Suffolk County Supreme Court Judges Hon. Jeffrey Spinner, Hon. Peter Mayer, Hon. Ralph Costello, and Hon. Thomas Whelan
Written by Craig D. Robins, Esq.
Four Suffolk County Supreme Court judges presented a views-from-the-bench program on December 9, 2009 about Mortgage foreclosure. The well-attended seminar at the Suffolk County Bar Association had over 100 participants. Cheryl Mintz was the moderator.
The program enabled the judges to provide some important insight into the rapidly-growing area of foreclosure litigation, especially considering a flurry of new legislation dealing with foreclosure procedural law and practice.
Foreclosure Caseloads Putting Strain on Court
Judge Ralph F. Costello commented on the lack of a sufficient number of Supreme Court judges that are necessary to adjudicate the ever-increasing number of foreclosure cases. He acknowledged the difficulty that the Office of Court Administration would have to provide additional judgeships, but felt that it was entirely reasonable to find budgeting to enable each judge to hire a second full-time law clerk. Doing so, he believed, would enable each judge to double their caseload.
There was an in-depth discussion about Governor Patterson’s new comprehensive foreclosure legislation which was just passed last month. The bill will greatly strengthen protections for homeowners, tenants and even neighborhoods, which can be plagued by blight.
Issue of Mortgagee’s Standing Is Becoming Increasingly Litigated
Judge Peter H. Mayer discussed the concept of standing and assignment, which is becoming an increasing source of consternation for mortgage companies. Apparently, there are many problems resulting from the sale of mortgages on the secondary mortgage market. Many foreclosing plaintiffs lack standing to bring the foreclosure suit, which can result in the dismissal of the case.
What a Foreclosure Judge Looks For
Judge Thomas F. Whelan broke his discussion into two sections, dealing with how the Court responds to foreclosure matters if an answer is filed, and if no answer is filed. He discussed the importance of asserting affirmative defenses if available, and also addressed the new Request for Judicial Form that is now used in foreclosure actions.
He also discussed how the law clerks review cases to make sure that certain prerequisites have been met, such as adherence to the relatively-new 90-day foreclosure notice rule, whether parties appeared at mandatory settlement conferences, whether the subject property is owner-occupied (if so, special protections under the new statute exist), and whether additional default notices as required by the CPLR have been provided.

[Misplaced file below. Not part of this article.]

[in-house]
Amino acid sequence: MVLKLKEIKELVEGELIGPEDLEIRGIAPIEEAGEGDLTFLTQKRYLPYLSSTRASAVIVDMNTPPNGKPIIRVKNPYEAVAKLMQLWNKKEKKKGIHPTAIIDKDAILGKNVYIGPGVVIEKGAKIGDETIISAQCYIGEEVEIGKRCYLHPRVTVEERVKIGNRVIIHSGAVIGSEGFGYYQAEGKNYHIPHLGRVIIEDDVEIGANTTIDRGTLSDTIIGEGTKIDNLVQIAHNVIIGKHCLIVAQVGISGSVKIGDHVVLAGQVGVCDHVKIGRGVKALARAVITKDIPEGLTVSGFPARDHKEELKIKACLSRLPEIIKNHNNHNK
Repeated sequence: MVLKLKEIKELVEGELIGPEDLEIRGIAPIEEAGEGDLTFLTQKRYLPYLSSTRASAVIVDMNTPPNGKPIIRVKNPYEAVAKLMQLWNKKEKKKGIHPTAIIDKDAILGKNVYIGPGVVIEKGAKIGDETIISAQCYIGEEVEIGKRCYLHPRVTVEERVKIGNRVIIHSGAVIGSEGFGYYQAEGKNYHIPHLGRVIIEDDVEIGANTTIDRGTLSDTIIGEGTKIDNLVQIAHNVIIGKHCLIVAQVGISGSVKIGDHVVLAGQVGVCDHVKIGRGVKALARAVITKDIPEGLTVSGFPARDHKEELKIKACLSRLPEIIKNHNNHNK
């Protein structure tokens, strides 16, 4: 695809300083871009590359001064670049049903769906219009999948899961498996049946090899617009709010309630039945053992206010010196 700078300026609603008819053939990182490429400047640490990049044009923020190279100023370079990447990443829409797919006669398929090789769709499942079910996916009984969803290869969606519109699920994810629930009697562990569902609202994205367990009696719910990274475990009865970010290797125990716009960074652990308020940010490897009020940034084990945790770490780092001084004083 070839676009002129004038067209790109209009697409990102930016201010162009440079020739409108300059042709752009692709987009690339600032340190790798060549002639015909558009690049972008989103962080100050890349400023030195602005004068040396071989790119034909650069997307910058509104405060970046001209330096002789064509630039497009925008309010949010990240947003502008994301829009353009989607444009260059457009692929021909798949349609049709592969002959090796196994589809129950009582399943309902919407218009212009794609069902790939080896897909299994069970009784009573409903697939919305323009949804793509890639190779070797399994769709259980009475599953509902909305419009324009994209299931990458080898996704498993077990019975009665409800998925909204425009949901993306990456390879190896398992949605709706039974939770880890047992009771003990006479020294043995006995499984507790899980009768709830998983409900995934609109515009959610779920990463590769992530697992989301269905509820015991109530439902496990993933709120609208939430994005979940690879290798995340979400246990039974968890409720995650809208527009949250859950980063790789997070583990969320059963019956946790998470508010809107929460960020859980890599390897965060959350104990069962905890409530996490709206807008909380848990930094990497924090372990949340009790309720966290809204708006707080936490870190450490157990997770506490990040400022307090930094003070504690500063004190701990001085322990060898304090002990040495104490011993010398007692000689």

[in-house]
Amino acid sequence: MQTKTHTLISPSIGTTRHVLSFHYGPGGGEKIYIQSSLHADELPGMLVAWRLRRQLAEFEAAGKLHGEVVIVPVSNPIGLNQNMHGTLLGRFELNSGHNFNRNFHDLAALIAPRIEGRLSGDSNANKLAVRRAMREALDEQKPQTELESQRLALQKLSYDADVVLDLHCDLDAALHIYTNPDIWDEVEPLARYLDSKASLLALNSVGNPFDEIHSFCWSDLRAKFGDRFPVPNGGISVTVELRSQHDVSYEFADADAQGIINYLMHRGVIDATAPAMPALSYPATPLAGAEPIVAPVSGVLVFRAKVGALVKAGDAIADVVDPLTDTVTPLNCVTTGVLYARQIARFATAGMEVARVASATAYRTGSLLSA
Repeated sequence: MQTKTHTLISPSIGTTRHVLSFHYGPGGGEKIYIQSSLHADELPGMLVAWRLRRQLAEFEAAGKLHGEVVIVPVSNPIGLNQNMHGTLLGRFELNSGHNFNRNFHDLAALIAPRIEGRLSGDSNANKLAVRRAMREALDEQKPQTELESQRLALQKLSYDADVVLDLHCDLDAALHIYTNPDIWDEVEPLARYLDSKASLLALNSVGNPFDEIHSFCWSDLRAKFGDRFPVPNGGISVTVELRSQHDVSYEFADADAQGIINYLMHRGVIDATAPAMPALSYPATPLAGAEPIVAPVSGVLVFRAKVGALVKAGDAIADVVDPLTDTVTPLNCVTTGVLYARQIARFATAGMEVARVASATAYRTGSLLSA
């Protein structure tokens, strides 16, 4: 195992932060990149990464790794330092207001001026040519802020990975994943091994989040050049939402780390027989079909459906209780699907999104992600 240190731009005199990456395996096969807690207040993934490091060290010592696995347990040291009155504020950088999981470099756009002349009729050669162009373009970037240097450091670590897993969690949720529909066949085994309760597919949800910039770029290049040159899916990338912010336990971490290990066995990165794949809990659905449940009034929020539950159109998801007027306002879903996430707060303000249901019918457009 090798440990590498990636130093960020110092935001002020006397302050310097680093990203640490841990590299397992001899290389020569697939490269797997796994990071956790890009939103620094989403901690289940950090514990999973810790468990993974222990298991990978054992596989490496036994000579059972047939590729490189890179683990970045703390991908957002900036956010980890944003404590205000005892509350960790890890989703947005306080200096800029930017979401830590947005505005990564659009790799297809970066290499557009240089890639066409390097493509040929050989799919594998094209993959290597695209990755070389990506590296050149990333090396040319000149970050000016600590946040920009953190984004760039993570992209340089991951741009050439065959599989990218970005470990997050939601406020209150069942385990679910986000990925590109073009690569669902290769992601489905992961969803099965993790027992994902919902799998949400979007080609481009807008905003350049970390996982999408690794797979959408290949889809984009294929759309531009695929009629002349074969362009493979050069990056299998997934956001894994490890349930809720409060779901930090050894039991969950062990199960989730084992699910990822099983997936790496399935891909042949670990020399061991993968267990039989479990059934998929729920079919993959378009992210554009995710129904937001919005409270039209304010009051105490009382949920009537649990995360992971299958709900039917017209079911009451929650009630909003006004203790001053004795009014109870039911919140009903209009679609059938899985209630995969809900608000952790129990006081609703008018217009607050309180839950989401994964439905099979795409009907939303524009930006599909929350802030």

Mandatory Foreclosure Settlement Conferences
Judge Jeffrey Arlen Spinner, who is in charge of the Mortgage Foreclosure Conference Part, discussed the relatively new requirement of mandatory settlement conferences for all foreclosure proceedings involving sub-prime mortgages.
“My role as a judge is to be impartial. I try to broker a settlement, if that’s at all possible,” said the judge. He commented on the high number of these conferences, now numbering between 100 and 120 each Tuesday, saying “we’re buried in cases; we’re buried in motions.”
Ray Vorhees, Law Secretary to Judge Mayer, also addressed the audience to highlight the fact that the legislative intent of these various statutes is to protect homeowners, and that the court must and will honor the import of such legislative intent.
Judge Spinner’s Controversial Horoski Decision Which Canceled Mortgage
Towards the end of the evening, Cheryl Mintz asked Judge Spinner to comment on the case everyone wanted to hear about – Horoski – and the audience expressed their excitement. This was the very recent case in which the Judge totally cancelled the mortgage in a foreclosure proceeding citing the bank’s egregious conduct. [See Judge Cancels Mortgage Due to Mortgagee’s Shocking Behavior in Long Island Foreclosure Action
Judge Spinner, however, mentioned a prohibition on commenting publicly on any case that is pending. He did mention that a new issue had arisen in the case which will result in the matter appearing before him on his calendar in the next few weeks.
In response to some pressing commentss about the case from one rather-insistent attendee, Judge Spinner did mention that his decision was one that is based in equity, rather than one based on law.